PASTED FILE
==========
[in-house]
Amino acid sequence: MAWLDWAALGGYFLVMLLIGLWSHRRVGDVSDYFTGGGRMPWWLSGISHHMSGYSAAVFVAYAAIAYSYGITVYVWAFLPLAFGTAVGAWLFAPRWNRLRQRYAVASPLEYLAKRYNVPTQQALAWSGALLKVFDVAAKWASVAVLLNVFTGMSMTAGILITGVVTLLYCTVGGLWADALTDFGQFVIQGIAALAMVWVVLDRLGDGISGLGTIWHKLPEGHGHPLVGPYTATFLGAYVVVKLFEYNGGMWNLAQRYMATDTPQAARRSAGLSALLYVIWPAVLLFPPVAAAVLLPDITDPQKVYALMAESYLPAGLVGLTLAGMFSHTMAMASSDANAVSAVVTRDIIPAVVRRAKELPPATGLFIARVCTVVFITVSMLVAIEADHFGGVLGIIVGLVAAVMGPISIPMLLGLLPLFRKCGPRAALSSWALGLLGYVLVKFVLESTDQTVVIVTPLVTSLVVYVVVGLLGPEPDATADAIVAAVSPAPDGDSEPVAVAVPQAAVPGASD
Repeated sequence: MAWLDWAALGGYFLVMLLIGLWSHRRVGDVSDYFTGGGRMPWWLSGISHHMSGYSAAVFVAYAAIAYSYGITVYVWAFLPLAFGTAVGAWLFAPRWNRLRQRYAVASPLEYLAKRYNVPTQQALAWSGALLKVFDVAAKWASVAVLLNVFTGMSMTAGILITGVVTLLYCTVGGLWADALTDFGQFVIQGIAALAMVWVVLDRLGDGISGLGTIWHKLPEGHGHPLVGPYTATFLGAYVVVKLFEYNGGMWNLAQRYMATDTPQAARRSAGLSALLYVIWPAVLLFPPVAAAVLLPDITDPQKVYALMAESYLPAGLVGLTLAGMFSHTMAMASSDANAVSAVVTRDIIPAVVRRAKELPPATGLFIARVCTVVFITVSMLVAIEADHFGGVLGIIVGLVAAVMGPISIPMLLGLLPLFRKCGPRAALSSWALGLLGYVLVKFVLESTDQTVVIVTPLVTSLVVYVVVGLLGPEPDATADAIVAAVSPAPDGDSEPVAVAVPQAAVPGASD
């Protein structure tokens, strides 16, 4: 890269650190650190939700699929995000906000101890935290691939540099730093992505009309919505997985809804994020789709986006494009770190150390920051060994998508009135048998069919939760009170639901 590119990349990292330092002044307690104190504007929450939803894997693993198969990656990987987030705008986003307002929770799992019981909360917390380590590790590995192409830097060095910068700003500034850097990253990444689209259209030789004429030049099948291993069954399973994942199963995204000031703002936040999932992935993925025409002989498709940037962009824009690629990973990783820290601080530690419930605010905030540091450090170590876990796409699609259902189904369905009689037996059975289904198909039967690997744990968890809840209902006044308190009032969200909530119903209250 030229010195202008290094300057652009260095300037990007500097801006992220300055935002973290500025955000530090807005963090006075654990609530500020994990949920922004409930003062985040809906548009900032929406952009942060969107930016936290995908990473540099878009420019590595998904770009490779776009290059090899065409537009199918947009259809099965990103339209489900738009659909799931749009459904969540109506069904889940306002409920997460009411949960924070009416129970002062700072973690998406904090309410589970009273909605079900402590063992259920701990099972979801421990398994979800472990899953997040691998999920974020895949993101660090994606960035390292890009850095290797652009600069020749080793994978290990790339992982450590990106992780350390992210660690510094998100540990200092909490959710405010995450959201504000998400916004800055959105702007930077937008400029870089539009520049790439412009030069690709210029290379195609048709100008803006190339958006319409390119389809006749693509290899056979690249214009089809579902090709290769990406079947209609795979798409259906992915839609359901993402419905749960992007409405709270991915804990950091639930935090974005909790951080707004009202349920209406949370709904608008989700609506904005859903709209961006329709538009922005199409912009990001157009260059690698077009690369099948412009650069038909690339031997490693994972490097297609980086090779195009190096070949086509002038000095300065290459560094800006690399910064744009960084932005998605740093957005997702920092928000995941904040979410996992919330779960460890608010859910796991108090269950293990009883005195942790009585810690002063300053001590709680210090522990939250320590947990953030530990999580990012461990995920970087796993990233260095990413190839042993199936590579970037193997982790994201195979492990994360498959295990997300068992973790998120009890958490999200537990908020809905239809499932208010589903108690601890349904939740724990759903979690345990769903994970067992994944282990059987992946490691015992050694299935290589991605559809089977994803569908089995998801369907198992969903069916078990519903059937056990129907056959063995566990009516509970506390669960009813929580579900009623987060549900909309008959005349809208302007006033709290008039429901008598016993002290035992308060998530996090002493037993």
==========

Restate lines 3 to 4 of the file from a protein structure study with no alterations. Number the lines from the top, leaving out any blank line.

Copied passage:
Repeated sequence: MAWLDWAALGGYFLVMLLIGLWSHRRVGDVSDYFTGGGRMPWWLSGISHHMSGYSAAVFVAYAAIAYSYGITVYVWAFLPLAFGTAVGAWLFAPRWNRLRQRYAVASPLEYLAKRYNVPTQQALAWSGALLKVFDVAAKWASVAVLLNVFTGMSMTAGILITGVVTLLYCTVGGLWADALTDFGQFVIQGIAALAMVWVVLDRLGDGISGLGTIWHKLPEGHGHPLVGPYTATFLGAYVVVKLFEYNGGMWNLAQRYMATDTPQAARRSAGLSALLYVIWPAVLLFPPVAAAVLLPDITDPQKVYALMAESYLPAGLVGLTLAGMFSHTMAMASSDANAVSAVVTRDIIPAVVRRAKELPPATGLFIARVCTVVFITVSMLVAIEADHFGGVLGIIVGLVAAVMGPISIPMLLGLLPLFRKCGPRAALSSWALGLLGYVLVKFVLESTDQTVVIVTPLVTSLVVYVVVGLLGPEPDATADAIVAAVSPAPDGDSEPVAVAVPQAAVPGASD
């Protein structure tokens, strides 16, 4: 890269650190650190939700699929995000906000101890935290691939540099730093992505009309919505997985809804994020789709986006494009770190150390920051060994998508009135048998069919939760009170639901 590119990349990292330092002044307690104190504007929450939803894997693993198969990656990987987030705008986003307002929770799992019981909360917390380590590790590995192409830097060095910068700003500034850097990253990444689209259209030789004429030049099948291993069954399973994942199963995204000031703002936040999932992935993925025409002989498709940037962009824009690629990973990783820290601080530690419930605010905030540091450090170590876990796409699609259902189904369905009689037996059975289904198909039967690997744990968890809840209902006044308190009032969200909530119903209250 030229010195202008290094300057652009260095300037990007500097801006992220300055935002973290500025955000530090807005963090006075654990609530500020994990949920922004409930003062985040809906548009900032929406952009942060969107930016936290995908990473540099878009420019590595998904770009490779776009290059090899065409537009199918947009259809099965990103339209489900738009659909799931749009459904969540109506069904889940306002409920997460009411949960924070009416129970002062700072973690998406904090309410589970009273909605079900402590063992259920701990099972979801421990398994979800472990899953997040691998999920974020895949993101660090994606960035390292890009850095290797652009600069020749080793994978290990790339992982450590990106992780350390992210660690510094998100540990200092909490959710405010995450959201504000998400916004800055959105702007930077937008400029870089539009520049790439412009030069690709210029290379195609048709100008803006190339958006319409390119389809006749693509290899056979690249214009089809579902090709290769990406079947209609795979798409259906992915839609359901993402419905749960992007409405709270991915804990950091639930935090974005909790951080707004009202349920209406949370709904608008989700609506904005859903709209961006329709538009922005199409912009990001157009260059690698077009690369099948412009650069038909690339031997490693994972490097297609980086090779195009190096070949086509002038000095300065290459560094800006690399910064744009960084932005998605740093957005997702920092928000995941904040979410996992919330779960460890608010859910796991108090269950293990009883005195942790009585810690002063300053001590709680210090522990939250320590947990953030530990999580990012461990995920970087796993990233260095990413190839042993199936590579970037193997982790994201195979492990994360498959295990997300068992973790998120009890958490999200537990908020809905239809499932208010589903108690601890349904939740724990759903979690345990769903994970067992994944282990059987992946490691015992050694299935290589991605559809089977994803569908089995998801369907198992969903069916078990519903059937056990129907056959063995566990009516509970506390669960009813929580579900009623987060549900909309008959005349809208302007006033709290008039429901008598016993002290035992308060998530996090002493037993």